How skincare can avoid the fast fashion trap
Copywriter turned skincare guru Mairi discusses an important issue facing the beauty industry.
This time last year, I’d spent four months staring at my reflection in a Zoom screen. Every nook and cranny I’d never noticed before was highlighted. Worse, magnified and bounced back at me like a perverse, Scots retelling of Narcissus’ pool. And in a moment of pure, unadulterated vanity, I googled ‘how to skincare’. Folks, I discovered a goldmine.
In the annals of YouTube, the so-called Skinfluencers were waiting. Estheticians, dermatologists, enthusiasts alike - all offering to share their expertise for the low, low price of ‘subscribe’. Thus us mere mortals traded make-up tutorials for tips on controlling ‘maskne’, and so the skincare revolution of 2020 began.
Last year, YouTuber Hyram Yarbro’s audience grew from around 100,000 to now 4.59M. Celebrities like Jlo - who’d once dominated the 90’s perfume market - became the faces of $60 moisturisers. And in a small win for the environment, face wipes became the butt of every TikTok joke. It’s rumoured ‘thou shalt double cleanse’ is the secret password for Berghain.
So what could possibly go wrong with an industry so rooted in both science and self care? Unfortunately, it’s that skincare is simply just more ‘stuff’.
When websites like ASOS and Missguided launched, it gave fashion lovers a way to stay on trend. But with speed, came sacrifice. Not just of quality, but more importantly, of our planet. With production, packaging and post-consumer waste churning out Carbon faster than you can say the word ‘humectant’. Alas, the same can now be said for skincare.
With its newfound popularity, there’s a different trend almost every month. The ancient Chinese Gua Sha tool is now a free gift when you spend £30 on serums. 2020’s hero Vitamin C is last year’s Retinol. And this year’s Retinol will become old news the moment a new ingredient launches on The Inkey List’s homepage. With countless trends and innumerable new products, inevitably, each day skincare grows, so does its waste and consumption.
So as a sink-side enthusiast, how can we keep up - and how can we hold the industry accountable?
For me, the answer is simple: you don’t need to keep up. Unlike fast fashion, skincare shouldn’t be based on trends. It should be based in both science and ritual. Science tells us that an experiment is most reliable when repeated. We wouldn’t trust the results in a lab after just one test - so should we not feel the same way about skincare? If a product works, should we not give it another chance to repeat its success, instead of ditching it just because we got an email from Cult Beauty with the subject line ‘new’?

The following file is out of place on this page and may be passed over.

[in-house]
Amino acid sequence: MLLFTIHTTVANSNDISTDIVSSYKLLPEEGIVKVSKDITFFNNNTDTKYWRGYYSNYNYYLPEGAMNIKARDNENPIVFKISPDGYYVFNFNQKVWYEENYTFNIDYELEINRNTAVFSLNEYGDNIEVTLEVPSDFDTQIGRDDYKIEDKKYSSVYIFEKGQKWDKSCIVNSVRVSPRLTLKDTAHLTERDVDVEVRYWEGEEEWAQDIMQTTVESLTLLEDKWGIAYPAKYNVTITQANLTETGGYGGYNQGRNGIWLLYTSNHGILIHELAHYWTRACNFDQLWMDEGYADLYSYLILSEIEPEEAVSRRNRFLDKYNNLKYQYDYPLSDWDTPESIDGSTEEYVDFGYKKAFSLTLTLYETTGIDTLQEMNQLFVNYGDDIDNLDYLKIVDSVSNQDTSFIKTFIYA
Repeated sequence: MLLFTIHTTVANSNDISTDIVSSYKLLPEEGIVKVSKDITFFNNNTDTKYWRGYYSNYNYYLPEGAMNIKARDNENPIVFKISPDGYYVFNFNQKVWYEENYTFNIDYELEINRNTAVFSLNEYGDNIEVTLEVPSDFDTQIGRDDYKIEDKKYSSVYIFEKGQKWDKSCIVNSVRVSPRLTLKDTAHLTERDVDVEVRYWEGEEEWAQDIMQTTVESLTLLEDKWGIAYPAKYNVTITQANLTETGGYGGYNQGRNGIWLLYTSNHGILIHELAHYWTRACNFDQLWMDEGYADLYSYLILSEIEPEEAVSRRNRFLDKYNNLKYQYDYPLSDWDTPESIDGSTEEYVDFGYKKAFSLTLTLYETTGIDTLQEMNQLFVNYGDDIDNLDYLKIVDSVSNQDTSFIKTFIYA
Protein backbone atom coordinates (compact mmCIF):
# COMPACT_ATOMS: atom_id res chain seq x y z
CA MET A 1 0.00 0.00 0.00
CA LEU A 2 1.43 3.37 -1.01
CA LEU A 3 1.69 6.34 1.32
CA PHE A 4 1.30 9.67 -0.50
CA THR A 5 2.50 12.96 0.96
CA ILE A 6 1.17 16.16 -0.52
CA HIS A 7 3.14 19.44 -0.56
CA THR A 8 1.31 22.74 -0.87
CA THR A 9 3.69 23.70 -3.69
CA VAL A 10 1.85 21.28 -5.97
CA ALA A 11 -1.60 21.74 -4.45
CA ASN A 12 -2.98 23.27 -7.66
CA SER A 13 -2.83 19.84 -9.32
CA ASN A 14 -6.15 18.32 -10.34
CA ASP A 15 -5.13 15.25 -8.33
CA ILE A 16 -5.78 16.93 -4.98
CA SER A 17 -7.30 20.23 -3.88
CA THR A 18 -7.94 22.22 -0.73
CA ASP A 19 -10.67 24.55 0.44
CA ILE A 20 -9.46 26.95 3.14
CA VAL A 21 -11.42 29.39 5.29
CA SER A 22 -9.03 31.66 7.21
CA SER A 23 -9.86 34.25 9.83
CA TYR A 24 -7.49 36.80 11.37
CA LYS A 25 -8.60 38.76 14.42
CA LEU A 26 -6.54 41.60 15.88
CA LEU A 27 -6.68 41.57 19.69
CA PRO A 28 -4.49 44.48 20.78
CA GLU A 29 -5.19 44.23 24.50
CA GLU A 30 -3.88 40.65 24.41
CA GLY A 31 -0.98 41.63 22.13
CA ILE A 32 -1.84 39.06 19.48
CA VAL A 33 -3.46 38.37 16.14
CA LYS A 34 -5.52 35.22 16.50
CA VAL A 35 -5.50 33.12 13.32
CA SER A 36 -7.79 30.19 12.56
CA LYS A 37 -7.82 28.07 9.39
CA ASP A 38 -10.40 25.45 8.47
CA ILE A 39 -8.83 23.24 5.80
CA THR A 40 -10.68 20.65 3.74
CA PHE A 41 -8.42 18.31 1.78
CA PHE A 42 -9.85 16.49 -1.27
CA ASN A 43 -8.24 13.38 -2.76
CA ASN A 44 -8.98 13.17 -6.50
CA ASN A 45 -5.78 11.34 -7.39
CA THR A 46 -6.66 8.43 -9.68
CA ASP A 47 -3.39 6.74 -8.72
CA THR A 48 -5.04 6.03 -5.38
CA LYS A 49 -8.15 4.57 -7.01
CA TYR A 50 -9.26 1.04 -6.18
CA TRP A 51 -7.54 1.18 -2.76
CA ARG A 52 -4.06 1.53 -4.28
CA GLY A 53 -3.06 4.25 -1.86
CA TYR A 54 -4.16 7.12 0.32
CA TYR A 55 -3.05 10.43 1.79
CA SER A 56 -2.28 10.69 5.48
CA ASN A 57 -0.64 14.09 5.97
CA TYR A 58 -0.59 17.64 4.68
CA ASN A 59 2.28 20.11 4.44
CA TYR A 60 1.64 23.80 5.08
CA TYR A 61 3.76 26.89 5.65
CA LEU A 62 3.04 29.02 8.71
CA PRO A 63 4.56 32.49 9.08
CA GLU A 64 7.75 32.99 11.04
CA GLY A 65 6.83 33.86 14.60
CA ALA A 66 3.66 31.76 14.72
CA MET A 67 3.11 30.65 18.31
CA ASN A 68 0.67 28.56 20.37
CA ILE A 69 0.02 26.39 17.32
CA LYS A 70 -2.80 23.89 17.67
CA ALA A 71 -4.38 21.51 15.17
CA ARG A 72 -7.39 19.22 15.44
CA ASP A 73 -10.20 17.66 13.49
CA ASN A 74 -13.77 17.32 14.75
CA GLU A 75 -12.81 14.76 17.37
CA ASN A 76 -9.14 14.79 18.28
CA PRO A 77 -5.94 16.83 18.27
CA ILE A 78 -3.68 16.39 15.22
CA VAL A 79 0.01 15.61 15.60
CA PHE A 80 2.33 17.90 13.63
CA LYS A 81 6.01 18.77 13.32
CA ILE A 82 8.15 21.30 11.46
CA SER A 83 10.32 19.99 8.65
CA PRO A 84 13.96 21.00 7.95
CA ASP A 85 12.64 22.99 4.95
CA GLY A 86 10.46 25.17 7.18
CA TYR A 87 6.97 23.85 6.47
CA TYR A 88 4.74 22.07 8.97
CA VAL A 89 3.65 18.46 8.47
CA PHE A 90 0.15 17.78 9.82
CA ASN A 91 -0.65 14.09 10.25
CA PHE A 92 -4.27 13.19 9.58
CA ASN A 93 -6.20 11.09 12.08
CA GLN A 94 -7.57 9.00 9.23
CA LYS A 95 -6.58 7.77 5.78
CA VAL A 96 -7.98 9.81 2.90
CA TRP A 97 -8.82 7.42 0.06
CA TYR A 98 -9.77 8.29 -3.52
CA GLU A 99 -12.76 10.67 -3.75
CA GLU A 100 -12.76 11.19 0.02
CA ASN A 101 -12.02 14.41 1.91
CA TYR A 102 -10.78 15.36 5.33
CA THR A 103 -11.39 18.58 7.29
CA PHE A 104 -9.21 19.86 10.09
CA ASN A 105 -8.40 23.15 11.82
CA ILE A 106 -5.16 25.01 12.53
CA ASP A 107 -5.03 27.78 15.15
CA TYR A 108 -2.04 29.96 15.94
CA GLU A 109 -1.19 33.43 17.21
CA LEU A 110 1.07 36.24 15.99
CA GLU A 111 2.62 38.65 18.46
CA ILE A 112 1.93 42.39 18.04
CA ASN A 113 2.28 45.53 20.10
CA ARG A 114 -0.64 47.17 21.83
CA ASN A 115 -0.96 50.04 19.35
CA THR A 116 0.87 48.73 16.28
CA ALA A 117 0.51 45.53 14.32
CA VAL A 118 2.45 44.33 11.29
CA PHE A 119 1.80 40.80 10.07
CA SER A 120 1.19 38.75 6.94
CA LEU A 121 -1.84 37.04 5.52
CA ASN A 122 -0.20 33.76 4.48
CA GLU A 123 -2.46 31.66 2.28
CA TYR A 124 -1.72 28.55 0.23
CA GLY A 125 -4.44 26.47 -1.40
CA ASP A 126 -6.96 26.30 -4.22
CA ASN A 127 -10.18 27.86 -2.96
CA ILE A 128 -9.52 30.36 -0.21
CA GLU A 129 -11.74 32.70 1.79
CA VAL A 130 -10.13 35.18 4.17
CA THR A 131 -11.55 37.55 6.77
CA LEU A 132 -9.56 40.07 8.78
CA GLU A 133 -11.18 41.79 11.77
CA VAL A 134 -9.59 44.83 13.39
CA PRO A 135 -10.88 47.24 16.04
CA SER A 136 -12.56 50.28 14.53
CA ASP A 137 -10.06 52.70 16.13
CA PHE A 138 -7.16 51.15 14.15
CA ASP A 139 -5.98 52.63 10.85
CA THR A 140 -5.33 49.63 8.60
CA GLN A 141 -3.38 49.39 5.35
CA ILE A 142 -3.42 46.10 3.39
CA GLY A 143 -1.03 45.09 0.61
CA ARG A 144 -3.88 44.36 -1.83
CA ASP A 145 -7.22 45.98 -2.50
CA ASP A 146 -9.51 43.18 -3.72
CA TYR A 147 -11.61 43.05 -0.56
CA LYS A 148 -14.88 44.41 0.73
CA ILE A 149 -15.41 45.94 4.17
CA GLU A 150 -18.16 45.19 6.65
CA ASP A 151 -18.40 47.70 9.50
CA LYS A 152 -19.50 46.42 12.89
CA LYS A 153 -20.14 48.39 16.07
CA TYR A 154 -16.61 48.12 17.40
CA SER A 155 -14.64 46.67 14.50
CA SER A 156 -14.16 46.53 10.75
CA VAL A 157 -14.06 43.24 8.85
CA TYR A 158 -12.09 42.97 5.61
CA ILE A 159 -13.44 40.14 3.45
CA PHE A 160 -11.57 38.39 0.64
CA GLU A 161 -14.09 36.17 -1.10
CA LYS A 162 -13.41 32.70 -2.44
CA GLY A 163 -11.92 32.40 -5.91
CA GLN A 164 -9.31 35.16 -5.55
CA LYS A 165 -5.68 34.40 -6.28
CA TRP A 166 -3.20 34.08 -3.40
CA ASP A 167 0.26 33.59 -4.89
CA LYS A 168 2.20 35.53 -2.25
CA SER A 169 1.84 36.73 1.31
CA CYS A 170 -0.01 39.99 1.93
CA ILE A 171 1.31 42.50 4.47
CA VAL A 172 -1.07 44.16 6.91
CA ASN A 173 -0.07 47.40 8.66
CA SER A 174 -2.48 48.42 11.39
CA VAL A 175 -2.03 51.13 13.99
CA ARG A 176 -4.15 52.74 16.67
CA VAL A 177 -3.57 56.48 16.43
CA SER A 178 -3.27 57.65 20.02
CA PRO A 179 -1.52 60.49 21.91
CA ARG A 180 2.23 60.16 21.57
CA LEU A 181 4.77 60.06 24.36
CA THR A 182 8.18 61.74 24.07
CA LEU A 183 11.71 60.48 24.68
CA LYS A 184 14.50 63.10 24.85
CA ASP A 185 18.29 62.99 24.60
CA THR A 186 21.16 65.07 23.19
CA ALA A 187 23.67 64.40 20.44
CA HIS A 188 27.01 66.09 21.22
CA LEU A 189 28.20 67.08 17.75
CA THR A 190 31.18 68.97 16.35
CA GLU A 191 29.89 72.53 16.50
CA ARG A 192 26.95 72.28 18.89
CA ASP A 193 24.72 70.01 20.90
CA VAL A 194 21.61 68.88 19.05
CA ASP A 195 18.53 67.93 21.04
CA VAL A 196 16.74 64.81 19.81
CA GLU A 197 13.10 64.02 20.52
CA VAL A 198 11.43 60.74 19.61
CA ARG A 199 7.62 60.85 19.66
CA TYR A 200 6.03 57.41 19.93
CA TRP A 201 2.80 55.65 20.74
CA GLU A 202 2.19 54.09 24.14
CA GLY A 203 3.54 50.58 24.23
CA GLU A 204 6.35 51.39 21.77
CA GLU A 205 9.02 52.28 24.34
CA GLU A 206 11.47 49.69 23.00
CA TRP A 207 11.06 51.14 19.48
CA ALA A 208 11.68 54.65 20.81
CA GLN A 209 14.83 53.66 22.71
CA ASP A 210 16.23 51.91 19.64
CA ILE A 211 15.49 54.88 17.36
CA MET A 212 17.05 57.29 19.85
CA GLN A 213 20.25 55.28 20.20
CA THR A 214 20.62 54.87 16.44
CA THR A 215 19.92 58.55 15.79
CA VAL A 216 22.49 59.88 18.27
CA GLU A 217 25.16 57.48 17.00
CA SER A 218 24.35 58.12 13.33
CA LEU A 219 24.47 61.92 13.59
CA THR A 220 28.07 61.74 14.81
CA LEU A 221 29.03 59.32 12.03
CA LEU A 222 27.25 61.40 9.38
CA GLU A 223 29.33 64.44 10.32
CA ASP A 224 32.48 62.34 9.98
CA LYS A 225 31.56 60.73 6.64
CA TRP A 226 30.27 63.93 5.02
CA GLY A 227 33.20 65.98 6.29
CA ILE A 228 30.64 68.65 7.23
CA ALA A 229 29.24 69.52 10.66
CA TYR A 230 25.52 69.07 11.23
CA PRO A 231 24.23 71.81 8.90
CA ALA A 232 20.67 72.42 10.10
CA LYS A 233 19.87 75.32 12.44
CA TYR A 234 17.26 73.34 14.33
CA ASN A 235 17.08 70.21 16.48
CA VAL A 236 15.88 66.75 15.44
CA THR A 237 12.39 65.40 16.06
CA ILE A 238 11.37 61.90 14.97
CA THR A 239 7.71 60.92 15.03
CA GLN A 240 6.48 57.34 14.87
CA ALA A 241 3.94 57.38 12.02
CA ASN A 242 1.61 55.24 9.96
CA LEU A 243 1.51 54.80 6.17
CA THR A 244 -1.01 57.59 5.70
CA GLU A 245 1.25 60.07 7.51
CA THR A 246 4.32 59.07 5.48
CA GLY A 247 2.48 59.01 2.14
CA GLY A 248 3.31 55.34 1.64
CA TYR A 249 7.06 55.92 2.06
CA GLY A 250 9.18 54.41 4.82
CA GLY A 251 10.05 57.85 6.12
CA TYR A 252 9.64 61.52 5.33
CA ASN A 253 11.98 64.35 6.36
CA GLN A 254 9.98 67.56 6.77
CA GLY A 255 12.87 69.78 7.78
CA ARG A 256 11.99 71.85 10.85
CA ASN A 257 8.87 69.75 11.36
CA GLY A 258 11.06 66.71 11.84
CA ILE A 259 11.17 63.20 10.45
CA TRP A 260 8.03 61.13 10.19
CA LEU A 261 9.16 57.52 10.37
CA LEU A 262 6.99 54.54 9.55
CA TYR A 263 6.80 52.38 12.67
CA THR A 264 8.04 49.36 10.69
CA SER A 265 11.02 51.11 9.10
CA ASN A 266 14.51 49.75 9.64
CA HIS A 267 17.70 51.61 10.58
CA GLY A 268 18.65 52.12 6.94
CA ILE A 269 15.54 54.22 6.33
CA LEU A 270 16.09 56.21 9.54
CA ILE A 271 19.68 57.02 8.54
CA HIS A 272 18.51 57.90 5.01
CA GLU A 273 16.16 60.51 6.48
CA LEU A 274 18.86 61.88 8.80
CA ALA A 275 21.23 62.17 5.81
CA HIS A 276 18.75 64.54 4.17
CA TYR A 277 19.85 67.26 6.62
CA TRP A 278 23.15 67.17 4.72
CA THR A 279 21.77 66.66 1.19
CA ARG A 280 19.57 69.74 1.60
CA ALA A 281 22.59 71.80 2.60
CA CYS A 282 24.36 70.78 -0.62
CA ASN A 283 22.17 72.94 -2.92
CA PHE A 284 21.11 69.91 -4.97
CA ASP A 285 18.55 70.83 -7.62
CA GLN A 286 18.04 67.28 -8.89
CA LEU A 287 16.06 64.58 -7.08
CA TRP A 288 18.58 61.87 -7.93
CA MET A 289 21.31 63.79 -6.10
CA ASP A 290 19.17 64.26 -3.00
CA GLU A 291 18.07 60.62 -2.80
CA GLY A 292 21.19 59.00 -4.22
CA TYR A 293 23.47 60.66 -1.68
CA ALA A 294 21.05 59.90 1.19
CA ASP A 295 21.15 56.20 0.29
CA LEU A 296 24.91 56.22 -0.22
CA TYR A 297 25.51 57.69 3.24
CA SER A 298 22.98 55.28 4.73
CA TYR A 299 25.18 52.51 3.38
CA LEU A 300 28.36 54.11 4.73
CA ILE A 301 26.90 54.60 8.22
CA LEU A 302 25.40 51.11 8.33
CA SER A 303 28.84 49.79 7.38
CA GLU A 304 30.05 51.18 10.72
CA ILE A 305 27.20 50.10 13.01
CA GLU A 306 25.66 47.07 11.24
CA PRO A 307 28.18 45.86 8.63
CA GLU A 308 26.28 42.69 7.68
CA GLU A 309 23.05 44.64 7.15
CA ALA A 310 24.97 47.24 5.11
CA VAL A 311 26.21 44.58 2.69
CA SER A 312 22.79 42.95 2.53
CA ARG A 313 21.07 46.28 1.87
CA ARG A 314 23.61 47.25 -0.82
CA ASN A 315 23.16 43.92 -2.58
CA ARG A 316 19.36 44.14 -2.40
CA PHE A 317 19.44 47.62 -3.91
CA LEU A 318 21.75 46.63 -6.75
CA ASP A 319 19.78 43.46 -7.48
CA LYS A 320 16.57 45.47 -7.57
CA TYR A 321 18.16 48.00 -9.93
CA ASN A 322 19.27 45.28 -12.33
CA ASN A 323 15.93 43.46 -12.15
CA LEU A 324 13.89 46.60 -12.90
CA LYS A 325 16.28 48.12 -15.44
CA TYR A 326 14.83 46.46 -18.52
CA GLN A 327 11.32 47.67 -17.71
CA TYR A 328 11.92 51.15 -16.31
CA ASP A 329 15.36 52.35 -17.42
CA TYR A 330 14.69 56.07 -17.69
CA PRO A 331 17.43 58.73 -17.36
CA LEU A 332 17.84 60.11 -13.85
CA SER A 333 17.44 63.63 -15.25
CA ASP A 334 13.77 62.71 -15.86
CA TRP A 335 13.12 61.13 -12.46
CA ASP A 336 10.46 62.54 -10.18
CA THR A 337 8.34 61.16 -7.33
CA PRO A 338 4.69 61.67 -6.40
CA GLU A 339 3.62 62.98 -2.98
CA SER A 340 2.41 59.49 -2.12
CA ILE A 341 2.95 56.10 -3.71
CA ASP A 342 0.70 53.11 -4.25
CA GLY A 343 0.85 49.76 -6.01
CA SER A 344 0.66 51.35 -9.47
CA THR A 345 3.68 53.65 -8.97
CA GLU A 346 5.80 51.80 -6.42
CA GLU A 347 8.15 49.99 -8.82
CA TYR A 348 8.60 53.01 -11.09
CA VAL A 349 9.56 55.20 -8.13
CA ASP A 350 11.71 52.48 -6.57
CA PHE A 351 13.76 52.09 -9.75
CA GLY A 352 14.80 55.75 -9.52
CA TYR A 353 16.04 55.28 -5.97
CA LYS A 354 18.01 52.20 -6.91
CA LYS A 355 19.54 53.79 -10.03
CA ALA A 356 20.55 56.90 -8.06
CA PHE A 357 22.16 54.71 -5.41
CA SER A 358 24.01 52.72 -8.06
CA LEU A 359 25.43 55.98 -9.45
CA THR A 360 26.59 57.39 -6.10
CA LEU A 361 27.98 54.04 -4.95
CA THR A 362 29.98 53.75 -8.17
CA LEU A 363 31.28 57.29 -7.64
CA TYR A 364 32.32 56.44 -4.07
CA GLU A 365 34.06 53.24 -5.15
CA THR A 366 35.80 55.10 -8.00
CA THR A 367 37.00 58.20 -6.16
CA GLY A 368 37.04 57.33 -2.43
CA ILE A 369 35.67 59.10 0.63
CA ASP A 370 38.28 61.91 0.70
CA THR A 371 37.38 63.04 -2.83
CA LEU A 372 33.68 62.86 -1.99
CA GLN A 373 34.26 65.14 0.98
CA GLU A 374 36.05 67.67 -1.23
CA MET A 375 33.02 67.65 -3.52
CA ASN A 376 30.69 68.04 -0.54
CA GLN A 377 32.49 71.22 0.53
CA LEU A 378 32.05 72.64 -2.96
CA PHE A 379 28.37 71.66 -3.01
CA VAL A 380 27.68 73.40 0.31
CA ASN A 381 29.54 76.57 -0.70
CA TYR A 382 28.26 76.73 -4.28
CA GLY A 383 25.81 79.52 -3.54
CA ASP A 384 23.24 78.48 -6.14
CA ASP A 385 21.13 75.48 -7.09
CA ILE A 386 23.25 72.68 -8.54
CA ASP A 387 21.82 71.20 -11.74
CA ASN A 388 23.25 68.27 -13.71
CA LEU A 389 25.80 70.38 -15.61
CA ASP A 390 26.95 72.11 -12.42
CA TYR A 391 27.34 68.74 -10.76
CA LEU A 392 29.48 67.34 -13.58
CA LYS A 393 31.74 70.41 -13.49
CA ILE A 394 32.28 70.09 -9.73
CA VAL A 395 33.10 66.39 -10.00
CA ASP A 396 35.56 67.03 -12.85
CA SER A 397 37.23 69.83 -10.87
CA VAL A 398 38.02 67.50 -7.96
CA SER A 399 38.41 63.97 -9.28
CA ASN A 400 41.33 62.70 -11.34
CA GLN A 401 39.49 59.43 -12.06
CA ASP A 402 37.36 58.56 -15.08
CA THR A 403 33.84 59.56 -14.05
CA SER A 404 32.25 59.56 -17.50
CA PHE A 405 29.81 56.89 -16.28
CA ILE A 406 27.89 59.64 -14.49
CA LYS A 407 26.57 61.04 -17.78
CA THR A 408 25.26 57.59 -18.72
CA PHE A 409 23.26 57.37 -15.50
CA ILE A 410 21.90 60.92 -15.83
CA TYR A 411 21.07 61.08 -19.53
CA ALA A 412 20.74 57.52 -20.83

Which leads me onto my second hypothesis: skincare is a ritual. And rituals also require repetition.
Since stumbling into the world of skincare, I’ve taken 30 minutes at the beginning and end of every day to ‘wash my face’. This is 30 minutes of selfcare which my favourite products glide into via muscle-memory. As such, they are now locked in for me. Loyalty bought and maintained by ritual.
You see, it’s easy to get caught up in the world of ‘new new new’. But for skincare brands, there’s real value to be found in the idea of ‘old favourites’. As consumers, we put our trust in routines. Be they relatively new to us or one we simply add the occasional new product too.
For brands, this needn’t be the boring (and easily criticised) repertoire of only releasing the same product with a proverbial ‘facelift’ every year. Instead, I believe brands can sidestep the pitfalls of a ‘fast fashion’ future - and stay relevant - by focusing on understanding their audience’s rituals. In developing products slowly, based around rituals instead of trends, and building credibility with brand storytelling founded in science.
With Paula’s Choice, we are presented with a focus on treatment-style products that function as a trustworthy routine. Painstakingly designed to appear as a scientific and stylish staple. Similarly, although aesthetically and chemically different, Fenty Skin relishes the idea of ritual, creating a simple 3-5 step routine for all. Neither are seen as boring or lacklustre - and likewise neither need to release a new product every day in order to find a position on the virtual bathroom shelf.
If brands want to stay relevant, their default needn’t be to release new products - not least to prevent skincare filling up landfills and shipping containers - but also to ensure they outlast their growing competition. Instead, brands should focus on how they might claim a permanent space in their audience’s routine.
After all, the world doesn’t need another new skincare brand or another discarded eye cream. It needs us to reuse and reduce.